Near the end of the episode - and I think this might be the first anime I've seen do this - in a moment of doubt, the characters burst into song, complete with lead-in dialogue, exactly like a Hollywood musical. I don't think I've ever seen it executed quite like that - typically "cute girls sing songs!" shows just cut to musical numbers in the middle of an episode, but this has a shot at being structured like an actual stage musical which kinda blows my mind a little. The production values aren't anything to sneeze at either - the show is beautifully animated, especially in closeup during dance numbers. The choreographed movement (when the animation sticks to two dimensions) is super smooth and just looks gorgeous. Unfortunately they ruin that a little when they occasionally switch to those awkward CG girl bodies a lot of shows like this resort to when there are just too many dancing girls on screen, and the low-framerate models are a jarring contrast to the beautiful traditional animation, but thankfully those moments are rare.
Originally I was going to give this a 3, but then at the end, when Honoka has started running toward her bright idol-tastic future during the closing number, they show her enthusiastically putting flowers in her hair and dancing down the street and eventually dancing in the middle of goddamn traffic with a big smile on her face and I laughed so hard I fell over and so this gets a 4.
Love Live! is available streaming on Crunchyroll.
Rating: boobapalooza 2013
The National Hanzou Academy is your average high school, with one big secret: there's a hidden school within that trains ninjas with enormous breasts. There's the determined genki one, the blonde one that enjoys grabbing the enormous breasts of the girls around her, the clumsy loli one who still has enormous breasts even though she looks like she's 12, the mysterious low-voiced one with an eyepatch who's better than the others (her name is Yagyu, stop me if you've heard this one before) and then a serious black-haired sempai. They train in the ways of the shinobi while the camera shows you their enormous breasts bouncing around and then sometimes their butts, but the focus here is boobs, not butts, so you butt folks may want to go elsewhere for a ninja show that features more butts and less boobs. Super Butt Ninja Girls ~Butt-chan Monogatari~ next season, maybe.
Anyway so they go on their first outside mission and they meet a rival team of ninja girls with enormous breasts who challenge them in ways they hadn't experienced yet, and that'll probably make up most of this show's "story". It's really light on plot so far - most of the episode is just a setup for fanservice (they're really fond of the blonde girl grabbing the genki girl's enormous breasts so prepare for that "joke" to pop up two or three times per episode) and the camera is so fixated on the character's chests that it just doesn't seem like there's much time for story.
There are plenty of fanservice shows that have stories - sometimes even decent ones, in fact, and their praises are sung aplenty by the people who embrace a heapin' helpin' of cleavage-and-taint shots ladeled generously atop a plot. If I had to guess, though, I'd say this show isn't really going to do much for anyone looking for even the barest hint of a unique or interesting story element amidst all the titanic bouncing breasts, which are lovingly and fluidly animated while the girls are walking, running, bowing, talking, sitting, changing clothes, tumbling, kicking, punching, slashing, leaping, fighting, posing, falling down, standing still and breathing. There isn't much censorship that I could see - no huge bars of light covering up the intended-for-DVD nipples, so this is also pretty chaste by today's fanservice show standards. I'm not the audience for this, but I'm not sure the audience for it is really gonna find much to love. But what do I know?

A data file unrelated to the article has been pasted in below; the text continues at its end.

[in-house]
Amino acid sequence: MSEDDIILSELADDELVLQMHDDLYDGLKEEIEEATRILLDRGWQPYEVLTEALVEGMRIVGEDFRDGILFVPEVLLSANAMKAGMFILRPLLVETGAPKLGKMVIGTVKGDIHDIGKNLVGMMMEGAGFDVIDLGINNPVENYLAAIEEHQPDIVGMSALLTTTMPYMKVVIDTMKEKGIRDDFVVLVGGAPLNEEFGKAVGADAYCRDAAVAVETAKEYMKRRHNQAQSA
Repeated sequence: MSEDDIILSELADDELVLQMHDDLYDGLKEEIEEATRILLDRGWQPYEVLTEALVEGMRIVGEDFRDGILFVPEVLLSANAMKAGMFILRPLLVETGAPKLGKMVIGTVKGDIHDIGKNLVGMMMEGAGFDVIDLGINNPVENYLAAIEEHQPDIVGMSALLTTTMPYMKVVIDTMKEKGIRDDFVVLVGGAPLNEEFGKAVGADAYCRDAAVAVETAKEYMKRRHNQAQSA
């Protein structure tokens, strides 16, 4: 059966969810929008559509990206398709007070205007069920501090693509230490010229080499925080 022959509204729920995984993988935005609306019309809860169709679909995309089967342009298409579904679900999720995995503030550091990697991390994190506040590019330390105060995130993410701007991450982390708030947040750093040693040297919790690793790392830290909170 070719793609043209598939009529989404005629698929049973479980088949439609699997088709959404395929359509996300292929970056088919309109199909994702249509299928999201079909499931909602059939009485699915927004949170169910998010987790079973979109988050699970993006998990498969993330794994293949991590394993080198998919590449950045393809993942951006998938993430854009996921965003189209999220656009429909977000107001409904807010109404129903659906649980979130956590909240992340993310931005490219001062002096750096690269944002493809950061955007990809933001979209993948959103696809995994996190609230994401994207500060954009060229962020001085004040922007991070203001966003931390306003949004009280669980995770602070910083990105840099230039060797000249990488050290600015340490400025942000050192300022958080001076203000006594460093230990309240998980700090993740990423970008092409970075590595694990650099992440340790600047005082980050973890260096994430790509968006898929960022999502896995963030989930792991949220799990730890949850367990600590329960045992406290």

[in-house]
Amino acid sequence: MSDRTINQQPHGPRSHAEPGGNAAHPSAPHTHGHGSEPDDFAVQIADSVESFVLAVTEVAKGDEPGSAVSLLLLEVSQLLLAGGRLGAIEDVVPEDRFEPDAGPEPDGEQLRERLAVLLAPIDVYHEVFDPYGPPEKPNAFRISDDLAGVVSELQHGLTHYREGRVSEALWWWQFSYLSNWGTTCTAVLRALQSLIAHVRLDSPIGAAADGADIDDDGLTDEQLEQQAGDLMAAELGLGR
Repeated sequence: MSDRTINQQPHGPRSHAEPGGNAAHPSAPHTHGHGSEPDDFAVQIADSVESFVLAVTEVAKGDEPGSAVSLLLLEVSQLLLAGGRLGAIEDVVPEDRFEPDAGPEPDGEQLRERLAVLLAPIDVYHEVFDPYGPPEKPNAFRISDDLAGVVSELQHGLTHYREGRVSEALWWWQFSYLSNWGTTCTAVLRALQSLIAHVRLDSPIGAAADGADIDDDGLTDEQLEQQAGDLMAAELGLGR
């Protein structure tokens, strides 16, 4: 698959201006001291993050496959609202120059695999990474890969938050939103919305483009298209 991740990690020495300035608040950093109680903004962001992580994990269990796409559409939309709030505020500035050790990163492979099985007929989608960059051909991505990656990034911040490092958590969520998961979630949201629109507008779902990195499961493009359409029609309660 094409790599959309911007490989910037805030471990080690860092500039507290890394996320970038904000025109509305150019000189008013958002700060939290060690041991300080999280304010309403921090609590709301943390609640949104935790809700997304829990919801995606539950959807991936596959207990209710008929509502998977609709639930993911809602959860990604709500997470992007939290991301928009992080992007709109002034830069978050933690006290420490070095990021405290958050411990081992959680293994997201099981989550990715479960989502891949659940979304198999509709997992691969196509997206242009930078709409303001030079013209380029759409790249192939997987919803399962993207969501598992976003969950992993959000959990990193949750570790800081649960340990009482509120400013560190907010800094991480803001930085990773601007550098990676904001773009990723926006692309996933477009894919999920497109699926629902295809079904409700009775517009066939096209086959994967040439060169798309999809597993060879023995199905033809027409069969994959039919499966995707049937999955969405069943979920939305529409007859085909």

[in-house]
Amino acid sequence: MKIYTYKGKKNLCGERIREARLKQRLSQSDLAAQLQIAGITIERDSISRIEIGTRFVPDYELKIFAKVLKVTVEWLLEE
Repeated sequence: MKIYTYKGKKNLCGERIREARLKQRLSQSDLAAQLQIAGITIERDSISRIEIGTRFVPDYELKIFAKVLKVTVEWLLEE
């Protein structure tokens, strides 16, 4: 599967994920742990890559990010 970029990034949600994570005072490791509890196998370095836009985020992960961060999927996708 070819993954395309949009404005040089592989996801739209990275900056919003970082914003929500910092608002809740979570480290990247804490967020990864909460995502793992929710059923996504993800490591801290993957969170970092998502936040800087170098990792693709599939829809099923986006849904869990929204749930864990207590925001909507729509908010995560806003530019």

The Unlimited - Hyōbu Kyōsuke
Mega-powerful super-psychic Hyobu Kyosuke allows himself to be captured by the authorities after blowing a bunch of helicopters to smithereens, presumably to make getting inside prison easier. Here he meets another powerful psychic, Andy Hinomiya, nicknamed 'loser' even though he keeps winning all his prison yard brawls. Anyway.
So Hyobu is a member of a super-powerful (and illegal) psychic organization called PANDRA, and he's willing to spring Andy on the condition that he joins their ranks once he's out. As it happens, the prison they're in turns out to be chock-a-block with hideous experiments on psychics, and Hyobu is there to save an imprisoned (presumably also psychic) little girl from the clutches of the Hitler-moustached warden. The warden's really been up to no good, fueling super soldiers for his army with the brains and DNA of powerful psychics. You can guess what Hyobu and Andy have to do in order to escape (they have to fight one of the super soldiers, in case I'm being too vague for you).